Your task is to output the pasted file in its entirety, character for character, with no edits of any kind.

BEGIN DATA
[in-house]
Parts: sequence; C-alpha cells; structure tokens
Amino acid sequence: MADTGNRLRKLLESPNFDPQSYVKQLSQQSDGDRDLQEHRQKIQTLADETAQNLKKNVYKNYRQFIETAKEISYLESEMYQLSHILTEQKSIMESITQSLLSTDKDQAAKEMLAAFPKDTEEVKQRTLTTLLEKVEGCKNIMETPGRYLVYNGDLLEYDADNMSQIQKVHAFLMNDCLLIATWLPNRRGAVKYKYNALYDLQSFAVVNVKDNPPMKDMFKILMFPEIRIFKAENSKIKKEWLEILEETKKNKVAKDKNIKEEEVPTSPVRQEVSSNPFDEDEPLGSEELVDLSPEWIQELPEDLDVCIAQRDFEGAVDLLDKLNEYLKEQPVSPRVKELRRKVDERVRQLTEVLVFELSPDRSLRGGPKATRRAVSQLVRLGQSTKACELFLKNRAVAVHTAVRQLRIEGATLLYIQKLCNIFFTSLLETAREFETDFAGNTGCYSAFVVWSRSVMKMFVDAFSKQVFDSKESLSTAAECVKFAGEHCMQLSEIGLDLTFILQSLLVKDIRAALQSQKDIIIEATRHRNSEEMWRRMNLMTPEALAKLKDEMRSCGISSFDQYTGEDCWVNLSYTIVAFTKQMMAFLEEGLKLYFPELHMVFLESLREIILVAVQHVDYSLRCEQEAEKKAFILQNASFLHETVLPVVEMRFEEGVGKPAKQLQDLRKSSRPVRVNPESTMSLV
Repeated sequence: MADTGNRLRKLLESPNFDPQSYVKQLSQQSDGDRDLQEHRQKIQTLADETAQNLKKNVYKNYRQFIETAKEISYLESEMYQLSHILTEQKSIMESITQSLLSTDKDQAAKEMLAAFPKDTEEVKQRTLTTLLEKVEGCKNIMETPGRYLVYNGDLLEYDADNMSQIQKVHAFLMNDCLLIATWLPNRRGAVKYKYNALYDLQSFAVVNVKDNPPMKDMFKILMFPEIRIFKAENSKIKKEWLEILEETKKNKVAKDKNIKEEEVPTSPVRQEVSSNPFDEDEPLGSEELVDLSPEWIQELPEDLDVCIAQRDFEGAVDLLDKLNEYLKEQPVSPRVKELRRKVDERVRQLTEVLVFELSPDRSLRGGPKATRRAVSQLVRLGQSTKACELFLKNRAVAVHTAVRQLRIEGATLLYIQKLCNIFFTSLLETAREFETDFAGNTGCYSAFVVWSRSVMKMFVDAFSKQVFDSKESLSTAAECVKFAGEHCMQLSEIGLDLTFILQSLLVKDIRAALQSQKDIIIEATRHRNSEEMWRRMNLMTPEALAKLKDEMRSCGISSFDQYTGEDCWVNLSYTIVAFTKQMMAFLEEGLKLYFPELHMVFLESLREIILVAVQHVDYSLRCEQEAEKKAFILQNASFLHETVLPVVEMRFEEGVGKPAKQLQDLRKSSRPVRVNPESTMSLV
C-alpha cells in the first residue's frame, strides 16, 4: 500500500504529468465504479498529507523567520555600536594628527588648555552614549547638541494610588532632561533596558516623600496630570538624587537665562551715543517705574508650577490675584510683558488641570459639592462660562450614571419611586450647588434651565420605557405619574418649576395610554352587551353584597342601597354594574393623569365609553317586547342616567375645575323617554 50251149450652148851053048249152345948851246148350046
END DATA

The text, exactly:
[in-house]
Parts: sequence; C-alpha cells; structure tokens
Amino acid sequence: MADTGNRLRKLLESPNFDPQSYVKQLSQQSDGDRDLQEHRQKIQTLADETAQNLKKNVYKNYRQFIETAKEISYLESEMYQLSHILTEQKSIMESITQSLLSTDKDQAAKEMLAAFPKDTEEVKQRTLTTLLEKVEGCKNIMETPGRYLVYNGDLLEYDADNMSQIQKVHAFLMNDCLLIATWLPNRRGAVKYKYNALYDLQSFAVVNVKDNPPMKDMFKILMFPEIRIFKAENSKIKKEWLEILEETKKNKVAKDKNIKEEEVPTSPVRQEVSSNPFDEDEPLGSEELVDLSPEWIQELPEDLDVCIAQRDFEGAVDLLDKLNEYLKEQPVSPRVKELRRKVDERVRQLTEVLVFELSPDRSLRGGPKATRRAVSQLVRLGQSTKACELFLKNRAVAVHTAVRQLRIEGATLLYIQKLCNIFFTSLLETAREFETDFAGNTGCYSAFVVWSRSVMKMFVDAFSKQVFDSKESLSTAAECVKFAGEHCMQLSEIGLDLTFILQSLLVKDIRAALQSQKDIIIEATRHRNSEEMWRRMNLMTPEALAKLKDEMRSCGISSFDQYTGEDCWVNLSYTIVAFTKQMMAFLEEGLKLYFPELHMVFLESLREIILVAVQHVDYSLRCEQEAEKKAFILQNASFLHETVLPVVEMRFEEGVGKPAKQLQDLRKSSRPVRVNPESTMSLV
Repeated sequence: MADTGNRLRKLLESPNFDPQSYVKQLSQQSDGDRDLQEHRQKIQTLADETAQNLKKNVYKNYRQFIETAKEISYLESEMYQLSHILTEQKSIMESITQSLLSTDKDQAAKEMLAAFPKDTEEVKQRTLTTLLEKVEGCKNIMETPGRYLVYNGDLLEYDADNMSQIQKVHAFLMNDCLLIATWLPNRRGAVKYKYNALYDLQSFAVVNVKDNPPMKDMFKILMFPEIRIFKAENSKIKKEWLEILEETKKNKVAKDKNIKEEEVPTSPVRQEVSSNPFDEDEPLGSEELVDLSPEWIQELPEDLDVCIAQRDFEGAVDLLDKLNEYLKEQPVSPRVKELRRKVDERVRQLTEVLVFELSPDRSLRGGPKATRRAVSQLVRLGQSTKACELFLKNRAVAVHTAVRQLRIEGATLLYIQKLCNIFFTSLLETAREFETDFAGNTGCYSAFVVWSRSVMKMFVDAFSKQVFDSKESLSTAAECVKFAGEHCMQLSEIGLDLTFILQSLLVKDIRAALQSQKDIIIEATRHRNSEEMWRRMNLMTPEALAKLKDEMRSCGISSFDQYTGEDCWVNLSYTIVAFTKQMMAFLEEGLKLYFPELHMVFLESLREIILVAVQHVDYSLRCEQEAEKKAFILQNASFLHETVLPVVEMRFEEGVGKPAKQLQDLRKSSRPVRVNPESTMSLV
C-alpha cells in the first residue's frame, strides 16, 4: 500500500504529468465504479498529507523567520555600536594628527588648555552614549547638541494610588532632561533596558516623600496630570538624587537665562551715543517705574508650577490675584510683558488641570459639592462660562450614571419611586450647588434651565420605557405619574418649576395610554352587551353584597342601597354594574393623569365609553317586547342616567375645575323617554 50251149450652148851053048249152345948851246148350046